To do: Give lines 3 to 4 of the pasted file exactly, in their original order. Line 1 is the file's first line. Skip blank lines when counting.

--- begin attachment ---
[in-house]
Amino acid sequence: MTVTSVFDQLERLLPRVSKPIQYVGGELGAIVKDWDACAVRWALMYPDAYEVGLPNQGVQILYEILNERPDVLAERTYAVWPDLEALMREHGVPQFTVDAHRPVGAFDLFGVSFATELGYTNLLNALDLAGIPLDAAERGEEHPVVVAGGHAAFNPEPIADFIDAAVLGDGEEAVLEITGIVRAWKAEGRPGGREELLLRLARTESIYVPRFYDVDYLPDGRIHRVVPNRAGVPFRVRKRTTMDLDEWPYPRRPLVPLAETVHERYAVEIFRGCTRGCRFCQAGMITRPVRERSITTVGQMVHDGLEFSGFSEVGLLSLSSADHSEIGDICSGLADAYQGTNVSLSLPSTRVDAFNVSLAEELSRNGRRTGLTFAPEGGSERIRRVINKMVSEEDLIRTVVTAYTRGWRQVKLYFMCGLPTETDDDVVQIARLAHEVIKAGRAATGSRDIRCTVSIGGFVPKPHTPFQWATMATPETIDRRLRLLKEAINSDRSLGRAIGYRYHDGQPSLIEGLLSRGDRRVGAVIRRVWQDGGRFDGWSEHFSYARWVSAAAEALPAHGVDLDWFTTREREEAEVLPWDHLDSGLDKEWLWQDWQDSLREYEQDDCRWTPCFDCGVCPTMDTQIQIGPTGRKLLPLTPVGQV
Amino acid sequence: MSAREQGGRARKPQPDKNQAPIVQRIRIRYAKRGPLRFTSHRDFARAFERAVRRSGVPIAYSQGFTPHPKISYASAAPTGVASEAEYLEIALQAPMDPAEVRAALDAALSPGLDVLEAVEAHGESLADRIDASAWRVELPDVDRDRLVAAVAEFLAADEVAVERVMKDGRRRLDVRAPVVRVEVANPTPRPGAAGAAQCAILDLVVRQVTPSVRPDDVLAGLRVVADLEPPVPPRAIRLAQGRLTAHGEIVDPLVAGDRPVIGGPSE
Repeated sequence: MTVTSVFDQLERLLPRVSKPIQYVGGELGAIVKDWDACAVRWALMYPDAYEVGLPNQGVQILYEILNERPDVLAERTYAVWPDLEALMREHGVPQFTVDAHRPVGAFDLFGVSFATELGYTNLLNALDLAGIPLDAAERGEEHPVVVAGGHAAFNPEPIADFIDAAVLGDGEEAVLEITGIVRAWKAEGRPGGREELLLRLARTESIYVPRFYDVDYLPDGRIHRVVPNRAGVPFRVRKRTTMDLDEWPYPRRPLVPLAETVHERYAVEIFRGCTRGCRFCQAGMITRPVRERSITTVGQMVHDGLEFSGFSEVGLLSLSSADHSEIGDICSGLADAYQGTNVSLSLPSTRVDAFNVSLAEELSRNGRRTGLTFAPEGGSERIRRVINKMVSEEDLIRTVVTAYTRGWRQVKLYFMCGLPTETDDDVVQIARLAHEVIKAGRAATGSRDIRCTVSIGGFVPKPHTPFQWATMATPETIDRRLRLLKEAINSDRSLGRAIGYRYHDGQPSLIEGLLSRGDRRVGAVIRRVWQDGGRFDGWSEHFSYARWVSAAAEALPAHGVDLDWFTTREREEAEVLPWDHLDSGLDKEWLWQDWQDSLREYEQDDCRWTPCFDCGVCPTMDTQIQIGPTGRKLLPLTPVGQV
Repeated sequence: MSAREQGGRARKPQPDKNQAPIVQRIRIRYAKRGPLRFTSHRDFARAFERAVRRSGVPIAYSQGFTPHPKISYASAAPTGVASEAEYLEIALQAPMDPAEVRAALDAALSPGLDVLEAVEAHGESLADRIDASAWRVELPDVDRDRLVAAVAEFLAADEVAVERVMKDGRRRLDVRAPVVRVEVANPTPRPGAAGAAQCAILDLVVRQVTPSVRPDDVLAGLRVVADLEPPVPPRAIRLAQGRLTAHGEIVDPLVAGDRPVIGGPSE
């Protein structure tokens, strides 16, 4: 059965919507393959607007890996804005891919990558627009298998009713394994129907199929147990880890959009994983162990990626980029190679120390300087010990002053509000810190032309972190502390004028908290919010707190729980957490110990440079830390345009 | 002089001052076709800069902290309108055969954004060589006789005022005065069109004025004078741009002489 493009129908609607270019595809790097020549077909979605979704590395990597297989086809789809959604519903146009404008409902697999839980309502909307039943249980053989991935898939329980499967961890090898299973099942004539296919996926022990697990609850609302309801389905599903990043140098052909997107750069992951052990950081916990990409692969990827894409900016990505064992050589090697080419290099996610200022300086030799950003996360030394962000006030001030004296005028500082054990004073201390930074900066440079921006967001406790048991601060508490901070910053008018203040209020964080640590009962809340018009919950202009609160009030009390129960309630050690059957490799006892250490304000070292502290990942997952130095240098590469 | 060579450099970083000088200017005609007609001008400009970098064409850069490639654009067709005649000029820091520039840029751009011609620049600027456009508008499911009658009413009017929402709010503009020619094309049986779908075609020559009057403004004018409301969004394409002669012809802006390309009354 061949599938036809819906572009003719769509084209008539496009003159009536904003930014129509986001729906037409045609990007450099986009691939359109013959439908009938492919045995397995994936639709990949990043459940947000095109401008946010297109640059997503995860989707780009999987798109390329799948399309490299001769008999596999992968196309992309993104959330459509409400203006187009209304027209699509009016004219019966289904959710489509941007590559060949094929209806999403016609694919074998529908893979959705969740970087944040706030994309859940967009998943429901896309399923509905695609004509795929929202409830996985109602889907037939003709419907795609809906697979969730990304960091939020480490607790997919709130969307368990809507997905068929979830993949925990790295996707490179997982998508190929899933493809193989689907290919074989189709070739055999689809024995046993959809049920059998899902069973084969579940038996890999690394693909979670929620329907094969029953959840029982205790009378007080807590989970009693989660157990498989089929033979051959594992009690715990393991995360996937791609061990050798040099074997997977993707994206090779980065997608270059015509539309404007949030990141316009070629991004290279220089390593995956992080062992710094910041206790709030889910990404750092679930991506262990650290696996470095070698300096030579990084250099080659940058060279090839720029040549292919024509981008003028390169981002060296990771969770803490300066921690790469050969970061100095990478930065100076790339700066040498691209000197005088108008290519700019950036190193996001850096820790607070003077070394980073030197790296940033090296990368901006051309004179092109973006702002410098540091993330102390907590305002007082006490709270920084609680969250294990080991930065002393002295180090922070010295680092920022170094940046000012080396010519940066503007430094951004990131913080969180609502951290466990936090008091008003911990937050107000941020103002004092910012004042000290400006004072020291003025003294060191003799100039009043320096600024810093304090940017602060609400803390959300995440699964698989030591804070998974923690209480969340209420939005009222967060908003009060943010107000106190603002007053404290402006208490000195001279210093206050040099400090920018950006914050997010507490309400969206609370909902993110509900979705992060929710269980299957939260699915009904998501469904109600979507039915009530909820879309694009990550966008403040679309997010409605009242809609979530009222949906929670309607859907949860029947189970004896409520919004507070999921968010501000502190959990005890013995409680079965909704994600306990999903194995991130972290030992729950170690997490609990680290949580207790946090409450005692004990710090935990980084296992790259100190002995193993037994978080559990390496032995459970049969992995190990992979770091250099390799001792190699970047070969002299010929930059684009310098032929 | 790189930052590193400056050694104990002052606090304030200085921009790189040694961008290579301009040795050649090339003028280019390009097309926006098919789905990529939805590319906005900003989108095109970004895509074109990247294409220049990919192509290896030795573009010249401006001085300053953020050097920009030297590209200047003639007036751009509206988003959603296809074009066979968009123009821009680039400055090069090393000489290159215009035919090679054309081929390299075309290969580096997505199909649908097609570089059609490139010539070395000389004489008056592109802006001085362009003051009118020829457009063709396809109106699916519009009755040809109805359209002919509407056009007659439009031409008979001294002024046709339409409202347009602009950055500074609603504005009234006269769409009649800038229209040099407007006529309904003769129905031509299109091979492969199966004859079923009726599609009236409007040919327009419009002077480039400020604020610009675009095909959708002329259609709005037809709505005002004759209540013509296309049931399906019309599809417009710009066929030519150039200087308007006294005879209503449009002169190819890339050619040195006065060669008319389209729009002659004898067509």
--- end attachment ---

Amino acid sequence: MSAREQGGRARKPQPDKNQAPIVQRIRIRYAKRGPLRFTSHRDFARAFERAVRRSGVPIAYSQGFTPHPKISYASAAPTGVASEAEYLEIALQAPMDPAEVRAALDAALSPGLDVLEAVEAHGESLADRIDASAWRVELPDVDRDRLVAAVAEFLAADEVAVERVMKDGRRRLDVRAPVVRVEVANPTPRPGAAGAAQCAILDLVVRQVTPSVRPDDVLAGLRVVADLEPPVPPRAIRLAQGRLTAHGEIVDPLVAGDRPVIGGPSE
Repeated sequence: MTVTSVFDQLERLLPRVSKPIQYVGGELGAIVKDWDACAVRWALMYPDAYEVGLPNQGVQILYEILNERPDVLAERTYAVWPDLEALMREHGVPQFTVDAHRPVGAFDLFGVSFATELGYTNLLNALDLAGIPLDAAERGEEHPVVVAGGHAAFNPEPIADFIDAAVLGDGEEAVLEITGIVRAWKAEGRPGGREELLLRLARTESIYVPRFYDVDYLPDGRIHRVVPNRAGVPFRVRKRTTMDLDEWPYPRRPLVPLAETVHERYAVEIFRGCTRGCRFCQAGMITRPVRERSITTVGQMVHDGLEFSGFSEVGLLSLSSADHSEIGDICSGLADAYQGTNVSLSLPSTRVDAFNVSLAEELSRNGRRTGLTFAPEGGSERIRRVINKMVSEEDLIRTVVTAYTRGWRQVKLYFMCGLPTETDDDVVQIARLAHEVIKAGRAATGSRDIRCTVSIGGFVPKPHTPFQWATMATPETIDRRLRLLKEAINSDRSLGRAIGYRYHDGQPSLIEGLLSRGDRRVGAVIRRVWQDGGRFDGWSEHFSYARWVSAAAEALPAHGVDLDWFTTREREEAEVLPWDHLDSGLDKEWLWQDWQDSLREYEQDDCRWTPCFDCGVCPTMDTQIQIGPTGRKLLPLTPVGQV